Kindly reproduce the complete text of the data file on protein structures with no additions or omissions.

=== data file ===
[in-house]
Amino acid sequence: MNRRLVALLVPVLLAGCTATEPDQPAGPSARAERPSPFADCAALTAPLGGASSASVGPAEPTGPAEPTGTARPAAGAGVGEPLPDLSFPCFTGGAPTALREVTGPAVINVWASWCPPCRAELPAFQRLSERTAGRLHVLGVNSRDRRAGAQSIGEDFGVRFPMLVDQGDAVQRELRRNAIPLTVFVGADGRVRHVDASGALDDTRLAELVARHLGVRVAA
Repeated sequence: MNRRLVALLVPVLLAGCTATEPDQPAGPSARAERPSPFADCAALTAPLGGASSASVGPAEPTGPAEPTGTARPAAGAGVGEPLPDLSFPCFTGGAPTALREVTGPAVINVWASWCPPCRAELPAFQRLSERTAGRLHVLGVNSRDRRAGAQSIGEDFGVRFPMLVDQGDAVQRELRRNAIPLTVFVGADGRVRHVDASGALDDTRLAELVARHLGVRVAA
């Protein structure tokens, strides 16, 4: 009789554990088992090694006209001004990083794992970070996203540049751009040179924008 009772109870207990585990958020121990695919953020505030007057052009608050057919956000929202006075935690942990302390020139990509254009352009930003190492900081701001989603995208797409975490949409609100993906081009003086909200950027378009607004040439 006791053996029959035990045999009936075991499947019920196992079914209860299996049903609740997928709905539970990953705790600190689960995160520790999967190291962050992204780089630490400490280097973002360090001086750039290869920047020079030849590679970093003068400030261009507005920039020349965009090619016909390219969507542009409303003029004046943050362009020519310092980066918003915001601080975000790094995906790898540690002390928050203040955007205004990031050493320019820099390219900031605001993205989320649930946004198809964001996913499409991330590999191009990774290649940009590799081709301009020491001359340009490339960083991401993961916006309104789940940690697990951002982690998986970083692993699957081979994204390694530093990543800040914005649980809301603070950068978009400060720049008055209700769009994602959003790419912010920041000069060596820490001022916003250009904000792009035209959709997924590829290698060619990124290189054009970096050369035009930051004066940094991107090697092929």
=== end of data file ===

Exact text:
[in-house]
Amino acid sequence: MNRRLVALLVPVLLAGCTATEPDQPAGPSARAERPSPFADCAALTAPLGGASSASVGPAEPTGPAEPTGTARPAAGAGVGEPLPDLSFPCFTGGAPTALREVTGPAVINVWASWCPPCRAELPAFQRLSERTAGRLHVLGVNSRDRRAGAQSIGEDFGVRFPMLVDQGDAVQRELRRNAIPLTVFVGADGRVRHVDASGALDDTRLAELVARHLGVRVAA
Repeated sequence: MNRRLVALLVPVLLAGCTATEPDQPAGPSARAERPSPFADCAALTAPLGGASSASVGPAEPTGPAEPTGTARPAAGAGVGEPLPDLSFPCFTGGAPTALREVTGPAVINVWASWCPPCRAELPAFQRLSERTAGRLHVLGVNSRDRRAGAQSIGEDFGVRFPMLVDQGDAVQRELRRNAIPLTVFVGADGRVRHVDASGALDDTRLAELVARHLGVRVAA
């Protein structure tokens, strides 16, 4: 009789554990088992090694006209001004990083794992970070996203540049751009040179924008 009772109870207990585990958020121990695919953020505030007057052009608050057919956000929202006075935690942990302390020139990509254009352009930003190492900081701001989603995208797409975490949409609100993906081009003086909200950027378009607004040439 006791053996029959035990045999009936075991499947019920196992079914209860299996049903609740997928709905539970990953705790600190689960995160520790999967190291962050992204780089630490400490280097973002360090001086750039290869920047020079030849590679970093003068400030261009507005920039020349965009090619016909390219969507542009409303003029004046943050362009020519310092980066918003915001601080975000790094995906790898540690002390928050203040955007205004990031050493320019820099390219900031605001993205989320649930946004198809964001996913499409991330590999191009990774290649940009590799081709301009020491001359340009490339960083991401993961916006309104789940940690697990951002982690998986970083692993699957081979994204390694530093990543800040914005649980809301603070950068978009400060720049008055209700769009994602959003790419912010920041000069060596820490001022916003250009904000792009035209959709997924590829290698060619990124290189054009970096050369035009930051004066940094991107090697092929």